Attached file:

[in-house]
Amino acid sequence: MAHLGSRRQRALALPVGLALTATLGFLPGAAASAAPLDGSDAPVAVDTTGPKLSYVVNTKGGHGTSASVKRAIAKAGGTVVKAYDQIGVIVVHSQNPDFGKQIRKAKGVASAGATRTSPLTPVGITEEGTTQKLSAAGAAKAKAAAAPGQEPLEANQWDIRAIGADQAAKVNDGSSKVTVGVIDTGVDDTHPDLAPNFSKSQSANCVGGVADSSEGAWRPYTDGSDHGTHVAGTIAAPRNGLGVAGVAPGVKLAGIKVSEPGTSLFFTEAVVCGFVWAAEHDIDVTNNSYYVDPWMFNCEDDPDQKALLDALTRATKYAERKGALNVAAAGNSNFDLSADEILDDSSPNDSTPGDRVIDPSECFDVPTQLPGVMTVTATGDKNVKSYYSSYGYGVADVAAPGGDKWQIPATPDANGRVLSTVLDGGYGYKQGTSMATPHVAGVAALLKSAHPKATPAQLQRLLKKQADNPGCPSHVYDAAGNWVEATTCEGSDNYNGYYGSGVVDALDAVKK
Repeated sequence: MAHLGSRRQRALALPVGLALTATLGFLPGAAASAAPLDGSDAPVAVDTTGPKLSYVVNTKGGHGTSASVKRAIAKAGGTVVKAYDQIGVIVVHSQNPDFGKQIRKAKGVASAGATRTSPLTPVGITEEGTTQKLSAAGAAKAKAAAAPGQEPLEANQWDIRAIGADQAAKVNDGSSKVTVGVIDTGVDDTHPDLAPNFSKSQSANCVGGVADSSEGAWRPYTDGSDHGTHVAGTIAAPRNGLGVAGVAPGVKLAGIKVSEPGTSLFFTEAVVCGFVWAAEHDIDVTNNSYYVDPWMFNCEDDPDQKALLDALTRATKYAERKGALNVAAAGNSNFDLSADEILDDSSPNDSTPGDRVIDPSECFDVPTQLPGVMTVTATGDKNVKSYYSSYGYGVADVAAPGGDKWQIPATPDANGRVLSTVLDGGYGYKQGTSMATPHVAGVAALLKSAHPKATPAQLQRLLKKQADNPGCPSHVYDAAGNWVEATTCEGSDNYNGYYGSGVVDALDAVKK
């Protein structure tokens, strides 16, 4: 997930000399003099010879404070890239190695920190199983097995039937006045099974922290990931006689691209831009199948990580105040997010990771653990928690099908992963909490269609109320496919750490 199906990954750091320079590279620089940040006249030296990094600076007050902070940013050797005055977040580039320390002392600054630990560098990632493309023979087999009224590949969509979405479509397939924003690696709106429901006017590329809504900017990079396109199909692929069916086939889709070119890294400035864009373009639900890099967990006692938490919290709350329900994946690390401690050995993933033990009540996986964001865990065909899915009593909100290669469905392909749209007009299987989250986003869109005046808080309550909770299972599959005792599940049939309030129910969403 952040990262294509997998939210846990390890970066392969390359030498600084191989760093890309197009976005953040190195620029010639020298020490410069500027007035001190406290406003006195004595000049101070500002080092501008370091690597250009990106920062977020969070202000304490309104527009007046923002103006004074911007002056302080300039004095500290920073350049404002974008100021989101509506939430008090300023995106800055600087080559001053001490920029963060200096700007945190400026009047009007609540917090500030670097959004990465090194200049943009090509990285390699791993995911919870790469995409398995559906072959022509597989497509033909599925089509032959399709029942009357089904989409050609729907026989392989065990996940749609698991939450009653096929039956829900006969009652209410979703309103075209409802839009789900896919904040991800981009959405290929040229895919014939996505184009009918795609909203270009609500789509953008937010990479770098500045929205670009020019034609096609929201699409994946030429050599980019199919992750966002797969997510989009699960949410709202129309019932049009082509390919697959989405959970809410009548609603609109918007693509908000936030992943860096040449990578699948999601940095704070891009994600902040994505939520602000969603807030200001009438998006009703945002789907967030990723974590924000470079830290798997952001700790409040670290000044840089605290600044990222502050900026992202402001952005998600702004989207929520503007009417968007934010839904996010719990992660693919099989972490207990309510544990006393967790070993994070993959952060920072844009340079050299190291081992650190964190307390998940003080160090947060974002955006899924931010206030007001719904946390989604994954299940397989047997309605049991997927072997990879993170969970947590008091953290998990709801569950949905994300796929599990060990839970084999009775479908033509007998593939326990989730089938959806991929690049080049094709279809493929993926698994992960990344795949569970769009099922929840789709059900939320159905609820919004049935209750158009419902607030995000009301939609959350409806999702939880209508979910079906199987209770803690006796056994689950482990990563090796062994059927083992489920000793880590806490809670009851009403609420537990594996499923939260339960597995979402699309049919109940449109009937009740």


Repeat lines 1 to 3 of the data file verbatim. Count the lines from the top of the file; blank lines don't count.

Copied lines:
[in-house]
Amino acid sequence: MAHLGSRRQRALALPVGLALTATLGFLPGAAASAAPLDGSDAPVAVDTTGPKLSYVVNTKGGHGTSASVKRAIAKAGGTVVKAYDQIGVIVVHSQNPDFGKQIRKAKGVASAGATRTSPLTPVGITEEGTTQKLSAAGAAKAKAAAAPGQEPLEANQWDIRAIGADQAAKVNDGSSKVTVGVIDTGVDDTHPDLAPNFSKSQSANCVGGVADSSEGAWRPYTDGSDHGTHVAGTIAAPRNGLGVAGVAPGVKLAGIKVSEPGTSLFFTEAVVCGFVWAAEHDIDVTNNSYYVDPWMFNCEDDPDQKALLDALTRATKYAERKGALNVAAAGNSNFDLSADEILDDSSPNDSTPGDRVIDPSECFDVPTQLPGVMTVTATGDKNVKSYYSSYGYGVADVAAPGGDKWQIPATPDANGRVLSTVLDGGYGYKQGTSMATPHVAGVAALLKSAHPKATPAQLQRLLKKQADNPGCPSHVYDAAGNWVEATTCEGSDNYNGYYGSGVVDALDAVKK
Repeated sequence: MAHLGSRRQRALALPVGLALTATLGFLPGAAASAAPLDGSDAPVAVDTTGPKLSYVVNTKGGHGTSASVKRAIAKAGGTVVKAYDQIGVIVVHSQNPDFGKQIRKAKGVASAGATRTSPLTPVGITEEGTTQKLSAAGAAKAKAAAAPGQEPLEANQWDIRAIGADQAAKVNDGSSKVTVGVIDTGVDDTHPDLAPNFSKSQSANCVGGVADSSEGAWRPYTDGSDHGTHVAGTIAAPRNGLGVAGVAPGVKLAGIKVSEPGTSLFFTEAVVCGFVWAAEHDIDVTNNSYYVDPWMFNCEDDPDQKALLDALTRATKYAERKGALNVAAAGNSNFDLSADEILDDSSPNDSTPGDRVIDPSECFDVPTQLPGVMTVTATGDKNVKSYYSSYGYGVADVAAPGGDKWQIPATPDANGRVLSTVLDGGYGYKQGTSMATPHVAGVAALLKSAHPKATPAQLQRLLKKQADNPGCPSHVYDAAGNWVEATTCEGSDNYNGYYGSGVVDALDAVKK